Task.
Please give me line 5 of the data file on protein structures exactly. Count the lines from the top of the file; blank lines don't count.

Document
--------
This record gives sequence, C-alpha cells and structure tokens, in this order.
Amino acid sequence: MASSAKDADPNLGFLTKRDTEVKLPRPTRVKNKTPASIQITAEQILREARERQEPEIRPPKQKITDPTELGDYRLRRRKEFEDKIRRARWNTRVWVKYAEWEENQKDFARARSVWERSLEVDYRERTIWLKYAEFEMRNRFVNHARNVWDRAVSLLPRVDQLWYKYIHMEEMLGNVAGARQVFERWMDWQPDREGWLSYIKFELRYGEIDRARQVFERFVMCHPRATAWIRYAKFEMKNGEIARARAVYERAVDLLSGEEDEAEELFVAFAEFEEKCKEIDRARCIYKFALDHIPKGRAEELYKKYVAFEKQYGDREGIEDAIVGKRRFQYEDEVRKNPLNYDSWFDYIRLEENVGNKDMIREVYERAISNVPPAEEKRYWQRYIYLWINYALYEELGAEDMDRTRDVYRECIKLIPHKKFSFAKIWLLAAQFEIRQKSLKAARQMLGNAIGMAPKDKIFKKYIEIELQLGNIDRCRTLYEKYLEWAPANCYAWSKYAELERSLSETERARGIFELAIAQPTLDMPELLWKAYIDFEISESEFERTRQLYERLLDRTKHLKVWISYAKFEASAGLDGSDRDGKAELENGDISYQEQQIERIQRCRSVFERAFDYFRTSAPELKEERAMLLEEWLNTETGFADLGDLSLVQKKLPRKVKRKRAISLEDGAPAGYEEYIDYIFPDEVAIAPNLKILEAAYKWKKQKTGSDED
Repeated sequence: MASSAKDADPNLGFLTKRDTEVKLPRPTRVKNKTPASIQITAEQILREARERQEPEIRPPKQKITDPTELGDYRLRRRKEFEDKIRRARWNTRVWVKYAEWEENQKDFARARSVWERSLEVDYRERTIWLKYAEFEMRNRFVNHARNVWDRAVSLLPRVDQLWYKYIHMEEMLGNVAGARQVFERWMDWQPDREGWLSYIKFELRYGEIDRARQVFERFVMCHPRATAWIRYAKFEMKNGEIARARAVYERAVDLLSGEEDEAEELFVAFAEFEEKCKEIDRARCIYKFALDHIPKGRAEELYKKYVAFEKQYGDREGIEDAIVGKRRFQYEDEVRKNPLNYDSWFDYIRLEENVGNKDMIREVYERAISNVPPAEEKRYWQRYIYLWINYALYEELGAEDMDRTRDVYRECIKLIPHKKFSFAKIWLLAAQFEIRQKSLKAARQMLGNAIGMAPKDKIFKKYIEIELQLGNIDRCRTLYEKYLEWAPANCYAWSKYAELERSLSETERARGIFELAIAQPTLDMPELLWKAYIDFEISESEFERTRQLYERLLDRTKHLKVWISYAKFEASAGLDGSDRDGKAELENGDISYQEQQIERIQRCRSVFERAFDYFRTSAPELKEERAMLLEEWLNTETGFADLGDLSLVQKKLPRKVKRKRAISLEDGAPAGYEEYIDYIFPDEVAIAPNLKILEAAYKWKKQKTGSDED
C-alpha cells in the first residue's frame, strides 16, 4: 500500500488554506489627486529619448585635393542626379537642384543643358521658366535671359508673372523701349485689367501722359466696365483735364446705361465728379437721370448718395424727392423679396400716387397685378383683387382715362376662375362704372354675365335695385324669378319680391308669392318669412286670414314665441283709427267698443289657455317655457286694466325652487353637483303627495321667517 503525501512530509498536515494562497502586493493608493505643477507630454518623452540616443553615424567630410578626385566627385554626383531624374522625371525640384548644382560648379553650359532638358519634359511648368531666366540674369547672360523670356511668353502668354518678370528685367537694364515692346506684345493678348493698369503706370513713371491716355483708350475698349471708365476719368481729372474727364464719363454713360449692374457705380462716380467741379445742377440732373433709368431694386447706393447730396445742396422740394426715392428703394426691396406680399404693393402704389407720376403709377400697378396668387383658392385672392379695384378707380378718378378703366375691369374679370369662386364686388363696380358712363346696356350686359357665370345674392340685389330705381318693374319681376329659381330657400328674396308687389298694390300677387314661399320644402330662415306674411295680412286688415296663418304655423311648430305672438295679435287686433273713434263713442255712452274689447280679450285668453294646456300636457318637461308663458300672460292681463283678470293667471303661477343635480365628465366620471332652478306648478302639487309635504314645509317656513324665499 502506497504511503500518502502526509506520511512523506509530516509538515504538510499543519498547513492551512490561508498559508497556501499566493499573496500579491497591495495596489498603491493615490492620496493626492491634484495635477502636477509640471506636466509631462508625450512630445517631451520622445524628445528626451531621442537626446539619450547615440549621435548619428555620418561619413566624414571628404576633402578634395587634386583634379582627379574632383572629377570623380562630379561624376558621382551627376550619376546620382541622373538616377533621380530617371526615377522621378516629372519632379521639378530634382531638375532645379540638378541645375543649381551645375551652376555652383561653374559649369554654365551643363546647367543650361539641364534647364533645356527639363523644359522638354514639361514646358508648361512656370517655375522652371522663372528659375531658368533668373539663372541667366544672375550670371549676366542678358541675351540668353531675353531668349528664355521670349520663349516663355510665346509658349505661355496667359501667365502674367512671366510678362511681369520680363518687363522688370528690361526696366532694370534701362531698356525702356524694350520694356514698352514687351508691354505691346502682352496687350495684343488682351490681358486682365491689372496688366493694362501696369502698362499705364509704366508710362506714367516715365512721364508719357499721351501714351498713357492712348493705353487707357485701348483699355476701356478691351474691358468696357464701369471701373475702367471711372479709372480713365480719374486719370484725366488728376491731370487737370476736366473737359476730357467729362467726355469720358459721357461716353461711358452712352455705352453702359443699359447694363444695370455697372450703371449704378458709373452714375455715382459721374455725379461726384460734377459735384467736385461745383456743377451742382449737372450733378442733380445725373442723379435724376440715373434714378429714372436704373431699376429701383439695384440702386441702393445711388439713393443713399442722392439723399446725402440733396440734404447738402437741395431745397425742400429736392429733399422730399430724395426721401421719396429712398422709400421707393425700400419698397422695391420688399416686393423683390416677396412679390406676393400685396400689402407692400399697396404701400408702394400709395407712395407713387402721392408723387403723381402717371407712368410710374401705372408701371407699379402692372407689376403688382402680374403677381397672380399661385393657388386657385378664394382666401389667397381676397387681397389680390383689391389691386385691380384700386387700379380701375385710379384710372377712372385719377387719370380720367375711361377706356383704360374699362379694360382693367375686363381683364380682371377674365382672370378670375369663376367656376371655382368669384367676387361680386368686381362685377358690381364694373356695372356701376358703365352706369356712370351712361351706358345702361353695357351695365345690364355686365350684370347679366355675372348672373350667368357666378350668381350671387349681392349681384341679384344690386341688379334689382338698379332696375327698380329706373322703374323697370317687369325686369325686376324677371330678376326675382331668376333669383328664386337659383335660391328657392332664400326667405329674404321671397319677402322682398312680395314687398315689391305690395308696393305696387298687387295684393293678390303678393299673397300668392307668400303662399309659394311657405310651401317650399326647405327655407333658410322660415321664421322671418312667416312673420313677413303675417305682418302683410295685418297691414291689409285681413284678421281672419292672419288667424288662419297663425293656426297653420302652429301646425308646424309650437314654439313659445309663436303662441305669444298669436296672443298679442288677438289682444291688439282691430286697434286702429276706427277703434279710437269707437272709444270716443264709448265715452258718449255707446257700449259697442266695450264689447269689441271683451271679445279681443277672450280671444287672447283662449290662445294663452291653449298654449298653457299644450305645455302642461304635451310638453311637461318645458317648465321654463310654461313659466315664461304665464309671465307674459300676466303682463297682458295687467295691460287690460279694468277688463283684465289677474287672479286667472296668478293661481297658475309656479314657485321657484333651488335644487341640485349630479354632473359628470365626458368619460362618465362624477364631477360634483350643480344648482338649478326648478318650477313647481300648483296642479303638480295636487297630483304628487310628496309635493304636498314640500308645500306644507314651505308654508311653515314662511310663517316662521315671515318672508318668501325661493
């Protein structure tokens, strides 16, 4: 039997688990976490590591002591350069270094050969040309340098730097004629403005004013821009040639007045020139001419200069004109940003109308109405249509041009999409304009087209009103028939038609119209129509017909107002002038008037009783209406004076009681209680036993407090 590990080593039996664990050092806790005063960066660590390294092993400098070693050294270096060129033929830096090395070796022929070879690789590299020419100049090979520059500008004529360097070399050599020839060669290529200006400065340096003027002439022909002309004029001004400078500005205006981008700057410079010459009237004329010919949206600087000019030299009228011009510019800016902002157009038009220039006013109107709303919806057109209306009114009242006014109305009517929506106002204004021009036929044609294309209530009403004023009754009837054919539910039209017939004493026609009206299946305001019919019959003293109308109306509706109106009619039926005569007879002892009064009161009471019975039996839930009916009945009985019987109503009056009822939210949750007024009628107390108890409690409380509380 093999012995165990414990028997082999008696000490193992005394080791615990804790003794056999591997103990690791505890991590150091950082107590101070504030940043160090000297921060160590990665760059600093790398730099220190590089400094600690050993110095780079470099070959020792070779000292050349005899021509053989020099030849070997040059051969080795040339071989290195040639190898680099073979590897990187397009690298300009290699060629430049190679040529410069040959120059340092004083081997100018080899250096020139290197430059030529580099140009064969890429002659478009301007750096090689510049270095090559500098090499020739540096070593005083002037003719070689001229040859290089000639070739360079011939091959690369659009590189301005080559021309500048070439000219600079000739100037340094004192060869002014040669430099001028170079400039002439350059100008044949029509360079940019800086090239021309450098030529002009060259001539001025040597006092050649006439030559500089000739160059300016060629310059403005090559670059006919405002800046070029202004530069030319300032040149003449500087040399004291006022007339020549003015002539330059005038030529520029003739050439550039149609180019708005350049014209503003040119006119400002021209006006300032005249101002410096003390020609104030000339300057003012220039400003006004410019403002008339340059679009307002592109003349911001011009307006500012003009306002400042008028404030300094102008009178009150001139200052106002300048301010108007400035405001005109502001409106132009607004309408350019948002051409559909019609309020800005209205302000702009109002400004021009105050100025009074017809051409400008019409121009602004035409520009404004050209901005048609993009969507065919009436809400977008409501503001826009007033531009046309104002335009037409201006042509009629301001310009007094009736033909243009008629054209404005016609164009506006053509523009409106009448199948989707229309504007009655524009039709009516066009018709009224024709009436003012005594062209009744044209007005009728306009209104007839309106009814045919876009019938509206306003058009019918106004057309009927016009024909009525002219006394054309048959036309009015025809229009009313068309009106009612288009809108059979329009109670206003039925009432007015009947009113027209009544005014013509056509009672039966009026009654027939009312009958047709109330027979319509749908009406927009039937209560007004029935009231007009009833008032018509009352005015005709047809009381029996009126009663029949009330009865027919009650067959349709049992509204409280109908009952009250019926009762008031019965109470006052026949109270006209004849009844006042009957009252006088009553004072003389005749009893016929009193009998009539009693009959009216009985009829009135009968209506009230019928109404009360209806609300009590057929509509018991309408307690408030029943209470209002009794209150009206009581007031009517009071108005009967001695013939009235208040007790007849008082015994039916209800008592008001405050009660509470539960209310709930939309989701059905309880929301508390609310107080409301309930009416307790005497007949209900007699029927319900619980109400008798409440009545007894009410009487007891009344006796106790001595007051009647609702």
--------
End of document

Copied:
């Protein structure tokens, strides 16, 4: 039997688990976490590591002591350069270094050969040309340098730097004629403005004013821009040639007045020139001419200069004109940003109308109405249509041009999409304009087209009103028939038609119209129509017909107002002038008037009783209406004076009681209680036993407090 590990080593039996664990050092806790005063960066660590390294092993400098070693050294270096060129033929830096090395070796022929070879690789590299020419100049090979520059500008004529360097070399050599020839060669290529200006400065340096003027002439022909002309004029001004400078500005205006981008700057410079010459009237004329010919949206600087000019030299009228011009510019800016902002157009038009220039006013109107709303919806057109209306009114009242006014109305009517929506106002204004021009036929044609294309209530009403004023009754009837054919539910039209017939004493026609009206299946305001019919019959003293109308109306509706109106009619039926005569007879002892009064009161009471019975039996839930009916009945009985019987109503009056009822939210949750007024009628107390108890409690409380509380 093999012995165990414990028997082999008696000490193992005394080791615990804790003794056999591997103990690791505890991590150091950082107590101070504030940043160090000297921060160590990665760059600093790398730099220190590089400094600690050993110095780079470099070959020792070779000292050349005899021509053989020099030849070997040059051969080795040339071989290195040639190898680099073979590897990187397009690298300009290699060629430049190679040529410069040959120059340092004083081997100018080899250096020139290197430059030529580099140009064969890429002659478009301007750096090689510049270095090559500098090499020739540096070593005083002037003719070689001229040859290089000639070739360079011939091959690369659009590189301005080559021309500048070439000219600079000739100037340094004192060869002014040669430099001028170079400039002439350059100008044949029509360079940019800086090239021309450098030529002009060259001539001025040597006092050649006439030559500089000739160059300016060629310059403005090559670059006919405002800046070029202004530069030319300032040149003449500087040399004291006022007339020549003015002539330059005038030529520029003739050439550039149609180019708005350049014209503003040119006119400002021209006006300032005249101002410096003390020609104030000339300057003012220039400003006004410019403002008339340059679009307002592109003349911001011009307006500012003009306002400042008028404030300094102008009178009150001139200052106002300048301010108007400035405001005109502001409106132009607004309408350019948002051409559909019609309020800005209205302000702009109002400004021009105050100025009074017809051409400008019409121009602004035409520009404004050209901005048609993009969507065919009436809400977008409501503001826009007033531009046309104002335009037409201006042509009629301001310009007094009736033909243009008629054209404005016609164009506006053509523009409106009448199948989707229309504007009655524009039709009516066009018709009224024709009436003012005594062209009744044209007005009728306009209104007839309106009814045919876009019938509206306003058009019918106004057309009927016009024909009525002219006394054309048959036309009015025809229009009313068309009106009612288009809108059979329009109670206003039925009432007015009947009113027209009544005014013509056509009672039966009026009654027939009312009958047709109330027979319509749908009406927009039937209560007004029935009231007009009833008032018509009352005015005709047809009381029996009126009663029949009330009865027919009650067959349709049992509204409280109908009952009250019926009762008031019965109470006052026949109270006209004849009844006042009957009252006088009553004072003389005749009893016929009193009998009539009693009959009216009985009829009135009968209506009230019928109404009360209806609300009590057929509509018991309408307690408030029943209470209002009794209150009206009581007031009517009071108005009967001695013939009235208040007790007849008082015994039916209800008592008001405050009660509470539960209310709930939309989701059905309880929301508390609310107080409301309930009416307790005497007949209900007699029927319900619980109400008798409440009545007894009410009487007891009344006796106790001595007051009647609702």